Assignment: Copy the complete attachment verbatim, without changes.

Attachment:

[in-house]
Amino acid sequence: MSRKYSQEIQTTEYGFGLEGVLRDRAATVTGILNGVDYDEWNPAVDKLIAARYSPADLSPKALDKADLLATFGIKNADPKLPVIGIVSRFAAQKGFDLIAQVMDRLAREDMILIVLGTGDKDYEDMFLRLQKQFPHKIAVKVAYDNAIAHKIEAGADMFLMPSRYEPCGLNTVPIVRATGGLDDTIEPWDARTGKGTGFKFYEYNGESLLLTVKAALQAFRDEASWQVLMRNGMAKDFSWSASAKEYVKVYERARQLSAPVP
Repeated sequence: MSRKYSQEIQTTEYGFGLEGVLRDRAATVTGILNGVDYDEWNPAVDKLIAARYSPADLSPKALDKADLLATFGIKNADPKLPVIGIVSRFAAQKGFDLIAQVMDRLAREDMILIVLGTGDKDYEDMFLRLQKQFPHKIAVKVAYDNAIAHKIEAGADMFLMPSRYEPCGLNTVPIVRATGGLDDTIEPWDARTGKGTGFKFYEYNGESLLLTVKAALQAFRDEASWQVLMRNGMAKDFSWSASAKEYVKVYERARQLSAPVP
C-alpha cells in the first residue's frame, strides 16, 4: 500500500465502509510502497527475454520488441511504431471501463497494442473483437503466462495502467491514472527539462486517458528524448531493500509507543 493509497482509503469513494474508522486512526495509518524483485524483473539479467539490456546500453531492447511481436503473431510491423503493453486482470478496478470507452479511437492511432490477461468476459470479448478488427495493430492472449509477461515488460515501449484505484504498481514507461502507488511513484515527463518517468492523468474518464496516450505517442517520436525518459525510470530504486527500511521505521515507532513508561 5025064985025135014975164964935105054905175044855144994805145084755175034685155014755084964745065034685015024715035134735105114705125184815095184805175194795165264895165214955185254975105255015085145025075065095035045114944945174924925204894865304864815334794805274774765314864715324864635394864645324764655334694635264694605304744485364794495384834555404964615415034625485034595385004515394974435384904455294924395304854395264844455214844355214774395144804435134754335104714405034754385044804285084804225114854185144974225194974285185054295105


[in-house]
Amino acid sequence: MSRKYSQEIQTTEYGFGLEGVLRDRAATVTGILNGVDYDEWNPAVDKLIAARYSPADLSPKALDKADLLATFGIKNADPKLPVIGIVSRFAAQKGFDLIAQVMDRLAREDMILIVLGTGDKDYEDMFLRLQKQFPHKIAVKVAYDNAIAHKIEAGADMFLMPSRYEPCGLNTVPIVRATGGLDDTIEPWDARTGKGTGFKFYEYNGESLLLTVKAALQAFRDEASWQVLMRNGMAKDFSWSASAKEYVKVYERARQLSAPVP
Repeated sequence: MSRKYSQEIQTTEYGFGLEGVLRDRAATVTGILNGVDYDEWNPAVDKLIAARYSPADLSPKALDKADLLATFGIKNADPKLPVIGIVSRFAAQKGFDLIAQVMDRLAREDMILIVLGTGDKDYEDMFLRLQKQFPHKIAVKVAYDNAIAHKIEAGADMFLMPSRYEPCGLNTVPIVRATGGLDDTIEPWDARTGKGTGFKFYEYNGESLLLTVKAALQAFRDEASWQVLMRNGMAKDFSWSASAKEYVKVYERARQLSAPVP
C-alpha cells in the first residue's frame, strides 16, 4: 500500500465502509510502497527475454520488441511504431471501463497494442473483437503466462495502467491514472527539462486517458528524448531493500509507543 493509497482509503469513494474508522486512526495509518524483485524483473539479467539490456546500453531492447511481436503473431510491423503493453486482470478496478470507452479511437492511432490477461468476459470479448478488427495493430492472449509477461515488460515501449484505484504498481514507461502507488511513484515527463518517468492523468474518464496516450505517442517520436525518459525510470530504486527500511521505521515507532513508561 5025064985025135014975164964935105054905175044855144994805145084755175034685155014755084964745065034685015024715035134735105114705125184815095184805175194795165264895165214955185254975105255015085145025075065095035045114944945174924925204894865304864815334794805274774765314864715324864635394864645324764655334694635264694605304744485364794495384834555404964615415034625485034595385004515394974435384904455294924395304854395264844455214844355214774395144804435134754335104714405034754385044804285084804225114854185144974225194974285185054295105